How applications support the Azure Rights Management service
Relevant for: AIP unified labeling client and classic client.
To provide a unified and streamlined customer experience, the Azure Information Protection classic client and Label Management in the Azure Portal are deprecated as of March 31, 2021. While the classic client continues to work as configured, no further support is provided, and maintenance versions will no longer be released for the classic client.
Use the following information to help you understand how the most commonly used end-user applications and services can use the Azure Rights Management service from Azure Information Protection to help protect your organization's documents and emails. These applications include Word, Excel, PowerPoint, and Outlook. The services include Exchange and Microsoft SharePoint.
To verify the applications and versions that the Azure Rights Management service supports, see Applications that support Azure Rights Management data protection.
In some cases, the Azure Rights Management service automatically applies protection, according to policies that administrators configure. For example, this is the case with SharePoint libraries and Exchange transport rules. In other cases, end users must apply the protection themselves from their applications. For example, users select a classification label that is configured to apply protection, or they select a template, or select specific options. Protection that is applied by users is typical when users protect a file to share and they also restrict access or usage to selected users or to users outside the organization.
Templates make it easier for users (and administrators who configure policies) to apply the correct level of protection and restrict access to people inside your organization. Although the Azure Rights Management service comes with two default templates, you probably want to create custom templates to reduce the times when users and administrators have to specify individual options. For more information about templates, see Configuring and managing templates for Azure Information Protection.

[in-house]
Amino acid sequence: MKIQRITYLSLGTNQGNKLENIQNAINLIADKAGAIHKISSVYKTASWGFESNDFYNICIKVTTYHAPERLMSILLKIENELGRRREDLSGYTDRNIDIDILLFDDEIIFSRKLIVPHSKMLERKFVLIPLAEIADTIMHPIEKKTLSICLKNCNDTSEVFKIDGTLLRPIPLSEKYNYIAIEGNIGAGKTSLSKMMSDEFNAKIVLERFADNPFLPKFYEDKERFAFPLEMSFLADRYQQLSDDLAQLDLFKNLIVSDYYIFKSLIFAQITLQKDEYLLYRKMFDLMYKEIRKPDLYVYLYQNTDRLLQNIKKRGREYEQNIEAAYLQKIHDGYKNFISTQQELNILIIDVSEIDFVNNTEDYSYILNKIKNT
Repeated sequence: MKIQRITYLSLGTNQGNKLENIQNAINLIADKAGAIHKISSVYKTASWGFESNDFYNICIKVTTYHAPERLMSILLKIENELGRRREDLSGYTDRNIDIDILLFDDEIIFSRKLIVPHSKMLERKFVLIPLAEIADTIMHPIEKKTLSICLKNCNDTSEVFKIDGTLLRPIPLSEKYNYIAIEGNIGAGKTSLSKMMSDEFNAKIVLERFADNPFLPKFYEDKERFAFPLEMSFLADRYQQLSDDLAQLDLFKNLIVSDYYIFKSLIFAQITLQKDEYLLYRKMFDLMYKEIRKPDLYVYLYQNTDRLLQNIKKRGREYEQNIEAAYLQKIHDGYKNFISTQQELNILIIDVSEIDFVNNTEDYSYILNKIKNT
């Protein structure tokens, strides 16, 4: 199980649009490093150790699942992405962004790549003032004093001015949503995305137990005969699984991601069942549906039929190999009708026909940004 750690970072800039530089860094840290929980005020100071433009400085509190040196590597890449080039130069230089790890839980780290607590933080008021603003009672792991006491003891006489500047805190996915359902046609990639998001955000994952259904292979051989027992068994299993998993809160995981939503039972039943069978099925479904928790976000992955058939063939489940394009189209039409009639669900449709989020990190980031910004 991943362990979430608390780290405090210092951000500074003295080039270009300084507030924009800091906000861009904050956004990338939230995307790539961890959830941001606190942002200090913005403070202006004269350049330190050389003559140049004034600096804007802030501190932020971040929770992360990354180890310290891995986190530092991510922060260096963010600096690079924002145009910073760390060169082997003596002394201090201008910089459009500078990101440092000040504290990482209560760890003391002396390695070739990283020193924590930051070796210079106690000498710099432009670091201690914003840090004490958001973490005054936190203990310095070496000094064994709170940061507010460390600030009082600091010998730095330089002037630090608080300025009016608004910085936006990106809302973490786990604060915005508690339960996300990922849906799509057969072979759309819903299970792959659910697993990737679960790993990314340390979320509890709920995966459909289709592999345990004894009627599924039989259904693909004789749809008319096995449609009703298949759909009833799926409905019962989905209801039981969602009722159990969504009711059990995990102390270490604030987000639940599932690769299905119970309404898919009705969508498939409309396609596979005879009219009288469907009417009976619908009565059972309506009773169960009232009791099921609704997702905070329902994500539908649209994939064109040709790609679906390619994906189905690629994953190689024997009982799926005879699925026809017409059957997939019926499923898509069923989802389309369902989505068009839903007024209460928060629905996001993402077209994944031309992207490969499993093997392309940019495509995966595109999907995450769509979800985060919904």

For the cases where users must apply the protection themselves, be sure to provide them with instructions and guidance how and when to do this. Make the instructions specific for the application and versions that they use and how they use them. Also provide guidance for when and how users should apply the protection that is appropriate for your business. For more information, see Helping users to protect files by using the Azure Rights Management service.
For information about how to configure these applications for the Azure Rights Management service from Azure Information Protection, see Configuring applications for Azure Rights Management.
Search services can integrate with Rights Management in different ways. For example:
Exchange Online and Exchange Server use service-side indexing so that a user's protected emails are automatically displayed in their search results.
Windows desktop search uses a shared index between different users of the device, so to keep the data in the protected documents secure, it does not index protected files. This means that although your search results don't include files that you have protected, you can be assured that your files that contain sensitive data are not displayed in search results for other users who might sign in to your PC, or connect to your PC.
Learn more about how each of the following applications and services supports the Azure Rights Management service: